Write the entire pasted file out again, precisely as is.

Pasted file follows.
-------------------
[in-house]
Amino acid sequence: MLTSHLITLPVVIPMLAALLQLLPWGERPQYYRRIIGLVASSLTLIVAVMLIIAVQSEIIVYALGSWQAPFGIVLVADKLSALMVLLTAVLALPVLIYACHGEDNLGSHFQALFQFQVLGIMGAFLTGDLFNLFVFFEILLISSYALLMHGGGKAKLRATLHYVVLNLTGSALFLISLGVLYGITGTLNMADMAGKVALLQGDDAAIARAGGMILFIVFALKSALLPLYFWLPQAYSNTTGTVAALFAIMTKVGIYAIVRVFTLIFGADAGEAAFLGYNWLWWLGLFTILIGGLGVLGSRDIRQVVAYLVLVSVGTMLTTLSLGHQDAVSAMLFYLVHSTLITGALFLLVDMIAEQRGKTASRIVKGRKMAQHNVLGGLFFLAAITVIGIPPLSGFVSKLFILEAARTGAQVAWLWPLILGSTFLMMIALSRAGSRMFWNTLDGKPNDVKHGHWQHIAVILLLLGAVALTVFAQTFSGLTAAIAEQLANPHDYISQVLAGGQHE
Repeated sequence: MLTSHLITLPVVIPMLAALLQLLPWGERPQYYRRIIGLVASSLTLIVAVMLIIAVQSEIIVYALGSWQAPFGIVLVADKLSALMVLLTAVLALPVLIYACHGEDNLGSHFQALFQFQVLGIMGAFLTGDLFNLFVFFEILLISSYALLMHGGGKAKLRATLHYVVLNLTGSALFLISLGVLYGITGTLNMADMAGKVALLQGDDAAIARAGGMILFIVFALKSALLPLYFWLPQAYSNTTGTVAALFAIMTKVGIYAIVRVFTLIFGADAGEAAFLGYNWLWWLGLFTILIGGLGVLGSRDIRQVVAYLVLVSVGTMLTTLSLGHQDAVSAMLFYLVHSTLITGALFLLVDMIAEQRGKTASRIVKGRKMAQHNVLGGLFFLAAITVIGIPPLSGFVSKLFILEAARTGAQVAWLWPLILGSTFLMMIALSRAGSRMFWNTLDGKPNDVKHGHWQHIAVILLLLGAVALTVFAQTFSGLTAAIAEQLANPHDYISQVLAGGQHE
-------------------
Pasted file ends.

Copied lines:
[in-house]
Amino acid sequence: MLTSHLITLPVVIPMLAALLQLLPWGERPQYYRRIIGLVASSLTLIVAVMLIIAVQSEIIVYALGSWQAPFGIVLVADKLSALMVLLTAVLALPVLIYACHGEDNLGSHFQALFQFQVLGIMGAFLTGDLFNLFVFFEILLISSYALLMHGGGKAKLRATLHYVVLNLTGSALFLISLGVLYGITGTLNMADMAGKVALLQGDDAAIARAGGMILFIVFALKSALLPLYFWLPQAYSNTTGTVAALFAIMTKVGIYAIVRVFTLIFGADAGEAAFLGYNWLWWLGLFTILIGGLGVLGSRDIRQVVAYLVLVSVGTMLTTLSLGHQDAVSAMLFYLVHSTLITGALFLLVDMIAEQRGKTASRIVKGRKMAQHNVLGGLFFLAAITVIGIPPLSGFVSKLFILEAARTGAQVAWLWPLILGSTFLMMIALSRAGSRMFWNTLDGKPNDVKHGHWQHIAVILLLLGAVALTVFAQTFSGLTAAIAEQLANPHDYISQVLAGGQHE
Repeated sequence: MLTSHLITLPVVIPMLAALLQLLPWGERPQYYRRIIGLVASSLTLIVAVMLIIAVQSEIIVYALGSWQAPFGIVLVADKLSALMVLLTAVLALPVLIYACHGEDNLGSHFQALFQFQVLGIMGAFLTGDLFNLFVFFEILLISSYALLMHGGGKAKLRATLHYVVLNLTGSALFLISLGVLYGITGTLNMADMAGKVALLQGDDAAIARAGGMILFIVFALKSALLPLYFWLPQAYSNTTGTVAALFAIMTKVGIYAIVRVFTLIFGADAGEAAFLGYNWLWWLGLFTILIGGLGVLGSRDIRQVVAYLVLVSVGTMLTTLSLGHQDAVSAMLFYLVHSTLITGALFLLVDMIAEQRGKTASRIVKGRKMAQHNVLGGLFFLAAITVIGIPPLSGFVSKLFILEAARTGAQVAWLWPLILGSTFLMMIALSRAGSRMFWNTLDGKPNDVKHGHWQHIAVILLLLGAVALTVFAQTFSGLTAAIAEQLANPHDYISQVLAGGQHE